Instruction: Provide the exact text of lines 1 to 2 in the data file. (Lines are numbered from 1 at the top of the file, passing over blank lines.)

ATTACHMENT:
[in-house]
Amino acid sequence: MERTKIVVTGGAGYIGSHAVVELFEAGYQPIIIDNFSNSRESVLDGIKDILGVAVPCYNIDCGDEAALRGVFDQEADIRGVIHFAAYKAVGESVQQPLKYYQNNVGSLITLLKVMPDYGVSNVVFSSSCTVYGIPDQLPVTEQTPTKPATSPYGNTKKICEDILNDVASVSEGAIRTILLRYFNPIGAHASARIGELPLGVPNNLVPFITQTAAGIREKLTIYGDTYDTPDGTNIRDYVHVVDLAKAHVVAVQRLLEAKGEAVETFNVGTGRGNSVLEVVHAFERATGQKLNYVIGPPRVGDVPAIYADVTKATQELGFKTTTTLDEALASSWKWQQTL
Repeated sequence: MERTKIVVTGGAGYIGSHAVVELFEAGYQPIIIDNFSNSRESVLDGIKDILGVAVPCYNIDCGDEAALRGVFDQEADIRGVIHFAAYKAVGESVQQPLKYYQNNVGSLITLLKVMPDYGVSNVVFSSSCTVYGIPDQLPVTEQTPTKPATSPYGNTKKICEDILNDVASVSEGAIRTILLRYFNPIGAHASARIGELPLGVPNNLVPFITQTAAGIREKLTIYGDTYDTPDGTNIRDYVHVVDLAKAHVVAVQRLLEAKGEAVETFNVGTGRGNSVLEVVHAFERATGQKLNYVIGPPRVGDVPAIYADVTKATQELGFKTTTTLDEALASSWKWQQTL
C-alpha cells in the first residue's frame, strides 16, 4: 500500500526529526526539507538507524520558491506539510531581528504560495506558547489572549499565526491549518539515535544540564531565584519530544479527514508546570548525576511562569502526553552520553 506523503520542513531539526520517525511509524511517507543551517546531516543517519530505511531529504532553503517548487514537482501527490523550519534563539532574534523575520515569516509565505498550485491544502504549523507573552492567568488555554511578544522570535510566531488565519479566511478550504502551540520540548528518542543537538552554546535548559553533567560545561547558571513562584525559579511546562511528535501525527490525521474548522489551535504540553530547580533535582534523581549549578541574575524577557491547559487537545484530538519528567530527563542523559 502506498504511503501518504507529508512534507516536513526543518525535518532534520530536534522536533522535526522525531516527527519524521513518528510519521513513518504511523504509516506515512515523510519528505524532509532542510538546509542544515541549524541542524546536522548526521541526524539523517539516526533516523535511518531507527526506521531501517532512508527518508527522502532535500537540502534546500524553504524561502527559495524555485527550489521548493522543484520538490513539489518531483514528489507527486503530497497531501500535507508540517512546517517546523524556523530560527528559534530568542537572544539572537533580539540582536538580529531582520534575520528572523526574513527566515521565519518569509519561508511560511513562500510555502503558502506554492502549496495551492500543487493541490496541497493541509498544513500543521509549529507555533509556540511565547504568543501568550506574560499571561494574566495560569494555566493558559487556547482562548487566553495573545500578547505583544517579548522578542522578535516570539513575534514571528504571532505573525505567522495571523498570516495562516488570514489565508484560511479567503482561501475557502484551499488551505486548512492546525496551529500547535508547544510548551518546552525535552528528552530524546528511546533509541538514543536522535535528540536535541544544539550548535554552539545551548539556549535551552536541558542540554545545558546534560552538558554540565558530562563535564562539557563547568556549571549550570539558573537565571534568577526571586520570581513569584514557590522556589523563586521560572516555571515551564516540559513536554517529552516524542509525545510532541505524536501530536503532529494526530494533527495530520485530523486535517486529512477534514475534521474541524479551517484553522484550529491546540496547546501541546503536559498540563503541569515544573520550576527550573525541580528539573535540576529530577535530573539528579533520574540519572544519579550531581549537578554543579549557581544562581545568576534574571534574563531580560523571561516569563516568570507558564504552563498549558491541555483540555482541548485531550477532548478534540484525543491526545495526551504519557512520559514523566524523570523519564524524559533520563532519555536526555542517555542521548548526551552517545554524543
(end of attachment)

[in-house]
Amino acid sequence: MERTKIVVTGGAGYIGSHAVVELFEAGYQPIIIDNFSNSRESVLDGIKDILGVAVPCYNIDCGDEAALRGVFDQEADIRGVIHFAAYKAVGESVQQPLKYYQNNVGSLITLLKVMPDYGVSNVVFSSSCTVYGIPDQLPVTEQTPTKPATSPYGNTKKICEDILNDVASVSEGAIRTILLRYFNPIGAHASARIGELPLGVPNNLVPFITQTAAGIREKLTIYGDTYDTPDGTNIRDYVHVVDLAKAHVVAVQRLLEAKGEAVETFNVGTGRGNSVLEVVHAFERATGQKLNYVIGPPRVGDVPAIYADVTKATQELGFKTTTTLDEALASSWKWQQTL